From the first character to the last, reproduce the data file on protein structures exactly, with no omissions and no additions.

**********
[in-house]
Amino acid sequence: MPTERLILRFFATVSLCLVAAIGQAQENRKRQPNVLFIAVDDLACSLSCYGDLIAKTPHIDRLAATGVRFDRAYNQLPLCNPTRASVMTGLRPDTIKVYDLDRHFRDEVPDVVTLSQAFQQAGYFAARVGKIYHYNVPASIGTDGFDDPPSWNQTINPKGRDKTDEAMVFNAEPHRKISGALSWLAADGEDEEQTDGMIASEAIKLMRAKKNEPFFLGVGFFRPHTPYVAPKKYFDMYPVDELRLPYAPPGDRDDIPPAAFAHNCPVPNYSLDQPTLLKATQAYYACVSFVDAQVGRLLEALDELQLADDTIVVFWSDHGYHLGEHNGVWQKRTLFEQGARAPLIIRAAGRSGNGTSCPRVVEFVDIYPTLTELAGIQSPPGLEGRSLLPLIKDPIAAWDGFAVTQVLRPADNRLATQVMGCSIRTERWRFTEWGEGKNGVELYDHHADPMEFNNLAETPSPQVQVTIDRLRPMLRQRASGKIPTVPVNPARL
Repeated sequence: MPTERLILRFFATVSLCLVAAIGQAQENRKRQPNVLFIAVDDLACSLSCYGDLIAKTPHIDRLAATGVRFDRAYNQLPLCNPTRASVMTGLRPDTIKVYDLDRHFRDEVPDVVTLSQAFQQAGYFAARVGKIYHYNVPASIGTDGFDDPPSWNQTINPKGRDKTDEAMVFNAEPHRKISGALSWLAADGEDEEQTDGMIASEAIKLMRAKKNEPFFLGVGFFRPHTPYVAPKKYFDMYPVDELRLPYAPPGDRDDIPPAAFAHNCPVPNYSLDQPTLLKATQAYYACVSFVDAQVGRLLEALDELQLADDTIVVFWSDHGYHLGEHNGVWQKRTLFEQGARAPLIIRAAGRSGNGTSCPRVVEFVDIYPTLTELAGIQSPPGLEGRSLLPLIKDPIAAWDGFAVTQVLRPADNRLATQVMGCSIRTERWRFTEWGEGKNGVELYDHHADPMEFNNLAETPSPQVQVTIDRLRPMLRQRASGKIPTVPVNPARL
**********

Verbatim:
[in-house]
Amino acid sequence: MPTERLILRFFATVSLCLVAAIGQAQENRKRQPNVLFIAVDDLACSLSCYGDLIAKTPHIDRLAATGVRFDRAYNQLPLCNPTRASVMTGLRPDTIKVYDLDRHFRDEVPDVVTLSQAFQQAGYFAARVGKIYHYNVPASIGTDGFDDPPSWNQTINPKGRDKTDEAMVFNAEPHRKISGALSWLAADGEDEEQTDGMIASEAIKLMRAKKNEPFFLGVGFFRPHTPYVAPKKYFDMYPVDELRLPYAPPGDRDDIPPAAFAHNCPVPNYSLDQPTLLKATQAYYACVSFVDAQVGRLLEALDELQLADDTIVVFWSDHGYHLGEHNGVWQKRTLFEQGARAPLIIRAAGRSGNGTSCPRVVEFVDIYPTLTELAGIQSPPGLEGRSLLPLIKDPIAAWDGFAVTQVLRPADNRLATQVMGCSIRTERWRFTEWGEGKNGVELYDHHADPMEFNNLAETPSPQVQVTIDRLRPMLRQRASGKIPTVPVNPARL
Repeated sequence: MPTERLILRFFATVSLCLVAAIGQAQENRKRQPNVLFIAVDDLACSLSCYGDLIAKTPHIDRLAATGVRFDRAYNQLPLCNPTRASVMTGLRPDTIKVYDLDRHFRDEVPDVVTLSQAFQQAGYFAARVGKIYHYNVPASIGTDGFDDPPSWNQTINPKGRDKTDEAMVFNAEPHRKISGALSWLAADGEDEEQTDGMIASEAIKLMRAKKNEPFFLGVGFFRPHTPYVAPKKYFDMYPVDELRLPYAPPGDRDDIPPAAFAHNCPVPNYSLDQPTLLKATQAYYACVSFVDAQVGRLLEALDELQLADDTIVVFWSDHGYHLGEHNGVWQKRTLFEQGARAPLIIRAAGRSGNGTSCPRVVEFVDIYPTLTELAGIQSPPGLEGRSLLPLIKDPIAAWDGFAVTQVLRPADNRLATQVMGCSIRTERWRFTEWGEGKNGVELYDHHADPMEFNNLAETPSPQVQVTIDRLRPMLRQRASGKIPTVPVNPARL